A magnitude-6.8 earthquake first struck the southern coast of the island of Hokkaido, causing a small tsunami. The Meteorological Agency issued tsunami advisories along the northern coast, prompting some communities to issue evacuation advisories to residents near the coast.
A swelling of 20 centimeters (8 inches) was observed in the port of Hachinohe in Aomori about an hour later, with smaller changes reported elsewhere. The agency lifted all tsunami advisories within about 90 minutes.
About three hours later, a magnitude-6.1 quake shook buildings in the capital. It was centered just off the coast of Chiba, east of Tokyo, at a rather shallow 10 kilometers (6 miles) below the sea surface.
Narita International Airport briefly closed runways for inspection but later resumed operation. Several local train services were suspended for safety checks.
There were no abnormalities reported at nuclear power plants after the two earthquakes, operators said. Most of Japan's nuclear plants are offline for safety inspections.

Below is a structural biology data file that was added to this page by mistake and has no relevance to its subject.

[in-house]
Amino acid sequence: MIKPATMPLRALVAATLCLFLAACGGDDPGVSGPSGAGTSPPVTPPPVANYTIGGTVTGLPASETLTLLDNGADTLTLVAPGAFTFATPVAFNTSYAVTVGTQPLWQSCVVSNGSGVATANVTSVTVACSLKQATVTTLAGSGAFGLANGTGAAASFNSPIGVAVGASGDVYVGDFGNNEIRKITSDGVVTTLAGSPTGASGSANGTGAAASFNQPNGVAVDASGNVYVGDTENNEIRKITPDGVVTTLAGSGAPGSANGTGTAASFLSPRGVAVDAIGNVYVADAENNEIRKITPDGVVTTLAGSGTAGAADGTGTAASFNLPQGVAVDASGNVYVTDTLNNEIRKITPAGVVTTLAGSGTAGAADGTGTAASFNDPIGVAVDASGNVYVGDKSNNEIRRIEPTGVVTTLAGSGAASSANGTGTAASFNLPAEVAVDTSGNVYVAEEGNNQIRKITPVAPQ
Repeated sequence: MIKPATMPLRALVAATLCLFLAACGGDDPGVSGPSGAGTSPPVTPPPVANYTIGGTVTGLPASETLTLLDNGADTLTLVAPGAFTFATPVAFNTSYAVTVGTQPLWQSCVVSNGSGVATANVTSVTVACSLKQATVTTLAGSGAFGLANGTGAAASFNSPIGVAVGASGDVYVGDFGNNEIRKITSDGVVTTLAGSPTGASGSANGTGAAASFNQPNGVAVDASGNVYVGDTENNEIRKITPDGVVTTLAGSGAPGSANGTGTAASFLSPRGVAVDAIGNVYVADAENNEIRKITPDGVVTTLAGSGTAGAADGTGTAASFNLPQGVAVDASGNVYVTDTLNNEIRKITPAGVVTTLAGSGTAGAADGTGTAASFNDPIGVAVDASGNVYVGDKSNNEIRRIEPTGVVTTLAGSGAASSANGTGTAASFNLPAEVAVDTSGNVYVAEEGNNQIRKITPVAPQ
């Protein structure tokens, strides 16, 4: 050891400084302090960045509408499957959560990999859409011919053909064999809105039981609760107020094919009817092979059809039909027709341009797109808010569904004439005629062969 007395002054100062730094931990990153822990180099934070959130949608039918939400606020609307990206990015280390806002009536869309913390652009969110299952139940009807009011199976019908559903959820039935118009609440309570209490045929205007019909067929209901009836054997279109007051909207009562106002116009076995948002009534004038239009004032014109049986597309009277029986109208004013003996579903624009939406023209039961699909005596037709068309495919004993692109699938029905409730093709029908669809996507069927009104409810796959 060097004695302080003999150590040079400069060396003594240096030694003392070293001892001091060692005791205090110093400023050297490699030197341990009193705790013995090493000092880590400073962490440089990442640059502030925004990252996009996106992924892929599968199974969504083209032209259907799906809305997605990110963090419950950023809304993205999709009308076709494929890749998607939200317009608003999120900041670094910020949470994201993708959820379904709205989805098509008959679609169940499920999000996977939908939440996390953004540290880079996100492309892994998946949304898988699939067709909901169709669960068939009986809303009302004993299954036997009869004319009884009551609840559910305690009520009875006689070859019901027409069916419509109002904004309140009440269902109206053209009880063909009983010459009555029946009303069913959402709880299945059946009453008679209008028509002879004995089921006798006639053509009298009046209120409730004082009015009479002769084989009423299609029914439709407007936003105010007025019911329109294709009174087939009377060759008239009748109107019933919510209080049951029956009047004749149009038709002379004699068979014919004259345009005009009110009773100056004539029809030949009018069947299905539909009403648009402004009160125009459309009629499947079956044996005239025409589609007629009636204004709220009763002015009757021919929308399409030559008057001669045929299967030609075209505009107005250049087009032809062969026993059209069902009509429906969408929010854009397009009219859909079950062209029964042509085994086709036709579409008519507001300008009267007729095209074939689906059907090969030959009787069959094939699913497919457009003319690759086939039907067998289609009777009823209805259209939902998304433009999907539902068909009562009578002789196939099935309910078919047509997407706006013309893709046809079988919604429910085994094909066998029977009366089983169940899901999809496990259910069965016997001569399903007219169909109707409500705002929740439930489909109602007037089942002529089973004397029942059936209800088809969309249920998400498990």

This past Sunday, Japan marked the first anniversary of the massive magnitude-9.0 earthquake and tsunami that left some 19,000 people dead or missing, wreaked widespread damage along the northeastern coast, and triggered the worst nuclear accident since Chernobyl. Rebuilding has yet to fully begin in many coastal communities.
After the first quake on Wednesday, the town of Otsuchi in Iwate prefecture, where more than 800 died in last year's tsunami, issued an evacuation order to coastal households as a precaution, said prefectural disaster management official Shinichi Motoyama. No damage or injury was reported, he said.
Iwate was heavily damaged by last year's tsunami. Thousands of aftershocks have shaken the region since then, nearly all of them of minor or moderate strength.